Bitcoin for dummies

A look at Satoshi Nakamoto’s white paper describing Bitcoin and how the blockchain came to be

Bitcoin’s official document details an alternative electronic money system. The document was originally published in October 2008 by Satoshi Nakamoto.

Bitcoin: Origins

In October 2008, Satoshi Nakamoto, the pseudonym used by the developer or developers of Bitcoin, published a white paper detailing how an alternative electronic money system could allow payments to be sent directly from one party to another, without the involvement of a financial institution.

The paper, titled “Bitcoin: A peer-to-peer electronic money system,” provides an overview of how key aspects of Bitcoin (BTC) can support an untrusted electronic money system using cryptographic proof.

The article defines an electronic coin as a chain of digital signatures. It also describes how an ownership transfer can be performed using the previous owner’s public and private key to create a digital signature, which is combined with the next owner’s public key into a transaction block.

Each block is linked to the previous block using a hash, and the entire block chain includes the entire decentralized registry that is created in the process.

This is how the term “blockchain” came about. To add transactions to a block, a timestamp server continuously transmits hashes to a network of nodes or computers on the network.

Using the SHA-256 hashing algorithm, each block can only generate one hash, and the BTC network uses this process to set the level of complexity so that a new block is mined every 10 minutes.

Known as the proof-of-work (PoW) system, it makes it impossible for any node to change any transaction on the blockchain, thus making it secure.

How the Bitcoin blockchain network processes transactions

All new transactions are broadcast to nodes. Each node tries to find a complex proof-of-work to place the new transactions in the block.

When a node finds a proof of work, it sends the block to all nodes and accepts it only if all transactions recorded in it are valid.

This translates into nodes creating the next block in the chain using the hash of the accepted block.

Since nodes consider the longest chain to be the correct one, when two versions of the blockchain are transmitted, nodes will work on both until one is longer and becomes the accepted version.

New broadcast transaction messages must reach all nodes because they will eventually be processed into a block and then made available to work on all nodes.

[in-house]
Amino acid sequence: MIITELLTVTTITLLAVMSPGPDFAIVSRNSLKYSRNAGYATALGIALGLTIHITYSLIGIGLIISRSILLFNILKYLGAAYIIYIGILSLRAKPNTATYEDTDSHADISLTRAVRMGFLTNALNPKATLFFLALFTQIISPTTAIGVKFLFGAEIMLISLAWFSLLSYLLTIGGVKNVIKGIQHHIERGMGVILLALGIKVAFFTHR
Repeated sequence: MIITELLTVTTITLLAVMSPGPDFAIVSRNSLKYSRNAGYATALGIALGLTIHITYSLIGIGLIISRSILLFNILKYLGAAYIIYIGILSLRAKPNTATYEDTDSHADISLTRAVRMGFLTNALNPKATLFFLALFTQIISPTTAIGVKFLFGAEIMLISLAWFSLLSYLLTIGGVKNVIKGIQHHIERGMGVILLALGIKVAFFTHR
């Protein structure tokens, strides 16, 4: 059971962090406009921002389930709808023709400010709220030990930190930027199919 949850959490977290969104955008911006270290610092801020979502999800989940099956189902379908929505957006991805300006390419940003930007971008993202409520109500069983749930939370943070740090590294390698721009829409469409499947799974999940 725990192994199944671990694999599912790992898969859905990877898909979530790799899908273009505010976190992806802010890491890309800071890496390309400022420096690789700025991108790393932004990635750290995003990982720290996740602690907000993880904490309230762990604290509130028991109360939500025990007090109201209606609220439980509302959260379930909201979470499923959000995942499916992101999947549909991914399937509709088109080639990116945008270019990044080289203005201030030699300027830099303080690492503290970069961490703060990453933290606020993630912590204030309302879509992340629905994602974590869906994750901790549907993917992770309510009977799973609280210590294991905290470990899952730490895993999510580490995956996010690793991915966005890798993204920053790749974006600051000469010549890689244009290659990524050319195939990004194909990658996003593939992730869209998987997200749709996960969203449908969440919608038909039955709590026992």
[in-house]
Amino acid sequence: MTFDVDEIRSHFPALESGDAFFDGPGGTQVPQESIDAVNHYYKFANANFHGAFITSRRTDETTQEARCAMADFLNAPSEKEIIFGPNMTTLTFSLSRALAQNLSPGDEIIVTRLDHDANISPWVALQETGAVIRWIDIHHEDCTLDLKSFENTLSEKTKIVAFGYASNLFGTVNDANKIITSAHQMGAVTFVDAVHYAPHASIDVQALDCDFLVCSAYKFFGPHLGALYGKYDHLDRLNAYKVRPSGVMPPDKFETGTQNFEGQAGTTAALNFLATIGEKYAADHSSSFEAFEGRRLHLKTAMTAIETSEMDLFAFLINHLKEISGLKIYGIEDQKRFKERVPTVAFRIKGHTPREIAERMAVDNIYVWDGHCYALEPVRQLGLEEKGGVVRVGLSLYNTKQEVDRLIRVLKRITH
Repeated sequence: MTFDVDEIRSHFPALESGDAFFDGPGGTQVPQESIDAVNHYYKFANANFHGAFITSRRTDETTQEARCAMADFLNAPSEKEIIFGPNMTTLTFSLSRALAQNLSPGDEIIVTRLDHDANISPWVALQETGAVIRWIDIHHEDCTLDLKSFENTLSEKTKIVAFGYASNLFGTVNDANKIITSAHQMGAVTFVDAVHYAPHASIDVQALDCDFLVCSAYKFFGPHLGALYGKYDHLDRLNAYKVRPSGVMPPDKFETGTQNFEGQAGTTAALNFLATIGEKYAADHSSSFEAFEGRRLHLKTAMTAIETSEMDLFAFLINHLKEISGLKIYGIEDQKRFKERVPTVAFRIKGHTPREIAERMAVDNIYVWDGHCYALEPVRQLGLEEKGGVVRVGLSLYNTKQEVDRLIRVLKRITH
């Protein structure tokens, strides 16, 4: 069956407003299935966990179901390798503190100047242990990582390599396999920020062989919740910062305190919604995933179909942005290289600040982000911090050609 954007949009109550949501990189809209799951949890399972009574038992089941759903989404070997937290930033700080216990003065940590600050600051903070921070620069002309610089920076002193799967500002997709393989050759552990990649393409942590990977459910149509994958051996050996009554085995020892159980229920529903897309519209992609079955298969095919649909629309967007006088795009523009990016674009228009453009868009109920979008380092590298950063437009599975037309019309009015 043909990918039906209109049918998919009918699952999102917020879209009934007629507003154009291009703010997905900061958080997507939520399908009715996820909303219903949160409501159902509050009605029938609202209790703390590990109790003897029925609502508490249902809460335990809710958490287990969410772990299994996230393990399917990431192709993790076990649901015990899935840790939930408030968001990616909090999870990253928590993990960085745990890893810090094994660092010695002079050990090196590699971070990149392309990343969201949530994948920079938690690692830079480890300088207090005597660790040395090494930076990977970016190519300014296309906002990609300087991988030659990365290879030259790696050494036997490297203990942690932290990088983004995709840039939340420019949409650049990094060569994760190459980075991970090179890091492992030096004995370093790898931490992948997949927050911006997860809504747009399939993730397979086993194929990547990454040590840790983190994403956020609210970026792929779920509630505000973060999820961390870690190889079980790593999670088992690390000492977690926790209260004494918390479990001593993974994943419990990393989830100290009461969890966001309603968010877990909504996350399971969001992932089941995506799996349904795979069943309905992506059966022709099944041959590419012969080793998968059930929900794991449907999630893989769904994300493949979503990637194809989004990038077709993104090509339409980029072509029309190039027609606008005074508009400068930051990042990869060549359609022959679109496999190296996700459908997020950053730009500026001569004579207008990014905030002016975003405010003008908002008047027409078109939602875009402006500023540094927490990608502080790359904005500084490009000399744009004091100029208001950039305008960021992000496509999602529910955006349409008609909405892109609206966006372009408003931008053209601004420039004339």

This allows nodes to contribute as much processing power as they want, disconnecting and reconnecting whenever they want to contribute to the network and add blocks to the Bitcoin blockchain.

Stimulating the computing power provided by recently released Bitcoins

Nakamoto introduced an incentive system for nodes to support the BTC network by distributing BTC instead of the computing power they provide, so that the entire network is free from double spending or attacks by attackers.

Thus, the first transaction in a block triggers a new BTC owned by the block creator, and nodes continue to support the network to mine new BTC.

As the number of Bitcoins in circulation increases, the processing power required to mine the new Bitcoin increases significantly, bringing to the forefront the aspect of transaction fees, which acts as a more regular incentive.

Once a given amount of BTC comes into circulation, transaction fees can make up the bulk of the incentive available to nodes and are considered completely inflation-free as an additional measure.

As a result, any potential attacker would find it more profitable to leverage additional computing power to mint more new coins and earn more incentives based on transaction fees than to try to steal funds by modifying the blockchain with its new version.

Securely manage multiple transactions with a new privacy model

The Nakamoto white paper also describes how hashing transactions in the Merkle tree can save disk space and simplify payment verification without running a full network node.

What sets the BTC network apart from traditional banking channels, however, is the privacy it provides – even though all transactions are translated into a public blockchain.

This is done by keeping public keys anonymous and requiring a new key pair for each transaction.

Although transactions are made public and trust is maintained by a network of nodes that verify each block of transactions, the identities of its users can be placed behind an impenetrable firewall through the use of shifting key pairs.

Using the structure of digital coins created from digital signatures and combining elements of cryptography, BTC Whitepaper offered a peer-to-peer transaction network that introduced a revolutionary new way of transacting. It is secure, borderless and accessible to all.

Sasha Tanin

Editor with ten years of experience, managed to work for "Rolling Stone" and several other publications, created his own niche media.
Back to top button